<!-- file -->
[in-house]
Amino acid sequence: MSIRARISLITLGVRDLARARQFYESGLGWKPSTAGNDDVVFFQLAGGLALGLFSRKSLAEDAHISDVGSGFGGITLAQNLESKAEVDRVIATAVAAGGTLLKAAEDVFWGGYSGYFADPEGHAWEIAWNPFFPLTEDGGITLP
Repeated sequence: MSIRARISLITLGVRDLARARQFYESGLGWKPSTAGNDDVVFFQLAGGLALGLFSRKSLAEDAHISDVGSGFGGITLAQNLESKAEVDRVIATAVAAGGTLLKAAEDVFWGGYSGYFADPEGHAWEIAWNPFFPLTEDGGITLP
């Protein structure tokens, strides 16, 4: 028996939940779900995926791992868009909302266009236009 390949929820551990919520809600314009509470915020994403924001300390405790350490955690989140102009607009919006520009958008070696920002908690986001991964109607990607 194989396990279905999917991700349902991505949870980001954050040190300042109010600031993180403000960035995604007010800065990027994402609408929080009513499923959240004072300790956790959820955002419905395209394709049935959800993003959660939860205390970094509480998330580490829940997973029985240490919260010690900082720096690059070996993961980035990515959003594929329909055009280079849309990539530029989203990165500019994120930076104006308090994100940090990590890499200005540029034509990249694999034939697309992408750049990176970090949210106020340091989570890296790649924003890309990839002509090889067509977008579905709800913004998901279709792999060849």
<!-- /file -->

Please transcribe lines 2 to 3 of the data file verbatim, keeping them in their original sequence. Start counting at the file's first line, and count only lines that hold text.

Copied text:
Amino acid sequence: MSIRARISLITLGVRDLARARQFYESGLGWKPSTAGNDDVVFFQLAGGLALGLFSRKSLAEDAHISDVGSGFGGITLAQNLESKAEVDRVIATAVAAGGTLLKAAEDVFWGGYSGYFADPEGHAWEIAWNPFFPLTEDGGITLP
Repeated sequence: MSIRARISLITLGVRDLARARQFYESGLGWKPSTAGNDDVVFFQLAGGLALGLFSRKSLAEDAHISDVGSGFGGITLAQNLESKAEVDRVIATAVAAGGTLLKAAEDVFWGGYSGYFADPEGHAWEIAWNPFFPLTEDGGITLP